000 FXUS61 KBGM 281143 AFDBGM Area Forecast Discussion National Weather Service Binghamton NY 643 AM EST Tue Feb 28 2017 .SYNOPSIS... Flow out of the south to southwest will surge temperatures well above normal today, and even more so into Wednesday. A strong storm system will cause showers and thunderstorms across New York and Pennsylvania Wednesday. Some of those storms could contain strong gusty winds and downpours. Colder air will follow for the end of the week. && .NEAR TERM /THROUGH TONIGHT/... 430 AM Update... Light precipitation early this morning could result in spotty ice in isolated parts of Central New York, otherwise this period will feature temperatures surging well above normal. High pressure is located offshore over the Atlantic, and southerly return flow around it is resulting in warm air advection. However, temperatures earlier tonight did manage to drop to near freezing in some pockets of Central New York. Meanwhile, left exit region of jet aloft, in tandem with warm air advection in the midlevels, is producing very light precipitation in Central New York early this morning. Coverage on radar looks more extensive than it really is, due to both bright-banding and virga on the periphery. The strip of light precipitation extends from about Penn Yan to Ithaca to Cortland to Norwich and Cooperstown. Though most locations are above freezing, the few spots around 32 degrees could have patchy ice. Later this morning we get into the unfavorable right exit region of the jet, and the resulting forced descent will tend to suppress activity. There will still be a chance of rain showers but most of the time conditions will be dry. Strong warm air advection will likely send temperatures not just well above normal but also at least slightly above model guidance as typically happens in southwest flow during late winter-early spring. We are expecting mainly mid 50s to lower 60s for highs. Pressure gradient will increase tonight as strong low pressure ejects from Central Plains into the southwestern Great Lakes region. Southerly winds will increase accordingly and become quite breezy at higher elevations, while holding temperatures from falling below upper 40s-mid 50s for most locations. Embedded waves within the southwest flow aloft will result in scattered showers overnight, though with some instability in the mid levels there could be a rumble or two. && .SHORT TERM /WEDNESDAY THROUGH WEDNESDAY NIGHT/... 445 AM Update... Main concern is for another threat of severe thunderstorms including potential for damaging winds and heavy downpours. As the saying goes, March comes in like a lion, though some could argue the lion actually arrived a few days early this past weekend. We are forecasting record high temperatures for the first day of the month, which is part of what will provide fuel for potential severe thunderstorms Wednesday afternoon-evening. Widespread mid 60s to lower 70s appears likely, surpassing daily records of 63 degrees in Syracuse, 60 degrees in Binghamton, and 68 degrees in Scranton (Avoca). The Binghamton and Avoca records were set in 1972, and the Syracuse one is front 1954. The Storm Prediction Center has upgraded Northeast PA and Southern Tier-Catskills NY into a Slight Risk for Severe Thunderstorms Wednesday, with at least Marginal Risk further north. There is uncertainty in the details as to whether or not clouds will break for additional heating, between a morning wave of showers-embedded thunder, and afternoon-evening thunderstorms along pre-frontal trough and/or cold front. However, it has become apparent that even if clouds stay quite persistent, the atmosphere will become unstable. Model soundings vary from a few hundred J/KG for Convective Available Potential Energy (CAPE) to almost 1000 J/KG; in almost all cases adequate for at least scattered thunderstorms. The tougher part is whether smaller clusters of showers-thunder will tend to break up organization. Hodographs are not as curved as the event we had Saturday, yet there is still some. Instead of strong southerly flow, it is more of a southwesterly direction, yet speed shear is again at very strong values. Models indicate that most of the 2km-6km layer will be southwesterly at 60-80 knots. Damaging winds will be the main concern with any storms Wednesday afternoon-evening, whether organized as a primary line or in segments. That being said, 0-1km helicity values are still in the 150-300 m2/s2 range and thus a tornado or two also cannot be ruled out. Another concern is potential for flash flooding. Flash flood guidance (that is, how much rain it would take in an hour to cause flash flooding to begin) is still very low for portions of South Central NY and Northeast PA due to the recent snow melt and also the 1-1.5 inches of rain this area received on Saturday. So, with saturated soils, a large portion of any additional heavy rainfall will become runoff. Overall rain amounts do not look especially high, and storms will be progressive, yet whatever does fall could come quick and heavy; possibly to the point of causing water problems. Precipitable water values are forecast to reach about 1.2 inches, or between 3 and 4 standard deviations above normal. This is actually slightly higher than the event we just had last weekend, yet as mentioned, thunderstorms will be more progressive (shorter- lasting) as well. After the front moves through Wednesday night, temperatures will drop sharply with showers-storms possibly ending as wet snow showers. There will also be strong, gusty winds behind the front on the synoptic scale due to strong pressure gradient on the backside of departing low. Temperatures bottom out in the upper 20s to mid 30s Wednesday night. && .LONG TERM /THURSDAY THROUGH MONDAY/... The northeastern U.S. still looks to be under a large-scale trough for the end of the week into next weekend. This means fairly cold temperatures (highs mainly in the 20`s and 30`s), along with frequent chances of light snow or flurries, especially later Thursday night into Friday, when a clipper type low is anticipated to track across southern PA or the Delmarva region. By later Saturday, a ridge of high pressure is expected to build across NY and PA, to bring a brief period of dry weather. Then, from later Sunday into early next week, an approaching warm front will ultimately bring milder temperatures, along with potentially some rain showers. && .AVIATION /12Z TUESDAY THROUGH SATURDAY/... Mainly VFR/unrestricted conditions are expected today. By later this evening (02-04z Wednesday onward), an area of showers and lower ceilings could begin to impact KAVP, KELM, KBGM, and KITH. MVFR-fuel alternate restrictions were introduced at this point. KSYR and KRME will likely stay VFR longer overnight. S-SE winds will increase to 8-10 kt today, before becoming gusty at a couple of sites (20-25 kt gusts, namely KITH and KSYR) tonight. LLWS could become a concern towards 12z Wednesday, but we`ll opt to leave out of the terminals for now. OUTLOOK... Wednesday...Occasional restrictions likely in rain showers and thunderstorms. Thursday/Friday...Possible restrictions in snow showers. Saturday...VFR. && .BGM WATCHES/WARNINGS/ADVISORIES... PA...None. NY...None. && $$ SYNOPSIS...MDP NEAR TERM...MDP SHORT TERM...MDP LONG TERM...MLJ AVIATION...DGM/MLJ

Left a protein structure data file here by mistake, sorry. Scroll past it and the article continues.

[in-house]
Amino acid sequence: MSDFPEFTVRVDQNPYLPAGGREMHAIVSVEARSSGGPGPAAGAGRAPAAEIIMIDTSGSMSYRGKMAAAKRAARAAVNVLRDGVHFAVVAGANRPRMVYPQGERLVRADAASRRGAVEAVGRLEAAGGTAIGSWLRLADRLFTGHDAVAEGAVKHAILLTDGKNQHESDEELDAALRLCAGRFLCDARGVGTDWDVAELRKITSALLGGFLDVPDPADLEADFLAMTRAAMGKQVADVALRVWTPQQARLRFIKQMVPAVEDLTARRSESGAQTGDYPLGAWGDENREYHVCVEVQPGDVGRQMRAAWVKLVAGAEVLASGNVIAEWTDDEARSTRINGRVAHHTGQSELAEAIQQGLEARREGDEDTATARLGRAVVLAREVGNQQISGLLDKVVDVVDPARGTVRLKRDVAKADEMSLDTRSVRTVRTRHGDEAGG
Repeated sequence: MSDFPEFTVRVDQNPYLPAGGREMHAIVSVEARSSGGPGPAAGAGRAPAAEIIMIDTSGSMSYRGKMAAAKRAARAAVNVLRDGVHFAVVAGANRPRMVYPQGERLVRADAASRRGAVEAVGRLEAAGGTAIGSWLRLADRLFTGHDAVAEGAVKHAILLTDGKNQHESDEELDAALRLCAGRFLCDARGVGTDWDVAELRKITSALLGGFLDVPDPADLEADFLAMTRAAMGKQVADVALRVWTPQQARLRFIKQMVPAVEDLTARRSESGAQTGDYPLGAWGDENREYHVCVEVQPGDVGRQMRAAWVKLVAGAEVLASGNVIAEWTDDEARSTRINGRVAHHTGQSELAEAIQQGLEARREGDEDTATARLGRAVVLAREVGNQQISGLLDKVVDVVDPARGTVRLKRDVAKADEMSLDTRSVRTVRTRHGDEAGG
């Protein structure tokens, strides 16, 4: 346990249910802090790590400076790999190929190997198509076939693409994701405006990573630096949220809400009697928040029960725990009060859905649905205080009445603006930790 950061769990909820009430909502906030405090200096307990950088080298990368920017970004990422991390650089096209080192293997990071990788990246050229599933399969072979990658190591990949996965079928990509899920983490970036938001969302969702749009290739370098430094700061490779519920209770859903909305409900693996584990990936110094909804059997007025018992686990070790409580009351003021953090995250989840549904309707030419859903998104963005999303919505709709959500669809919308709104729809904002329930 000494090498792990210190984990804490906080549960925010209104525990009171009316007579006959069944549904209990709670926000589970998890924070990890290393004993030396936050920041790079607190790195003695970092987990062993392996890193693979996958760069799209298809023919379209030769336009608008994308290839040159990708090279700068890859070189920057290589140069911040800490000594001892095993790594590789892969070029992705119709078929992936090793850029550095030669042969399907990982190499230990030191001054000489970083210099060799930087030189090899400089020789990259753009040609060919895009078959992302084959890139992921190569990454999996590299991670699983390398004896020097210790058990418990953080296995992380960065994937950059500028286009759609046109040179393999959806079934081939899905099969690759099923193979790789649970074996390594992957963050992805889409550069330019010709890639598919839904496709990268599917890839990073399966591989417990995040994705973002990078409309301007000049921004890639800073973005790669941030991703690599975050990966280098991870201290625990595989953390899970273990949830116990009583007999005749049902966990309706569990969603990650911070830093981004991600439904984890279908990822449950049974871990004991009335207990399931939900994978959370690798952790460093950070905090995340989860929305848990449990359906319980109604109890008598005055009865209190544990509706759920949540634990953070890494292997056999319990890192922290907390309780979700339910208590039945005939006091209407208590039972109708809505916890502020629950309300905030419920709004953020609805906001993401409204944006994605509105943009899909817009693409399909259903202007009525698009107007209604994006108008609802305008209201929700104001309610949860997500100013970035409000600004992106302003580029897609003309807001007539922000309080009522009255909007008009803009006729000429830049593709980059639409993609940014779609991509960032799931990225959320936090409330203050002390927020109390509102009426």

USA.gov is the U.S. government's official web portal to all federal, state and local government web resources and services.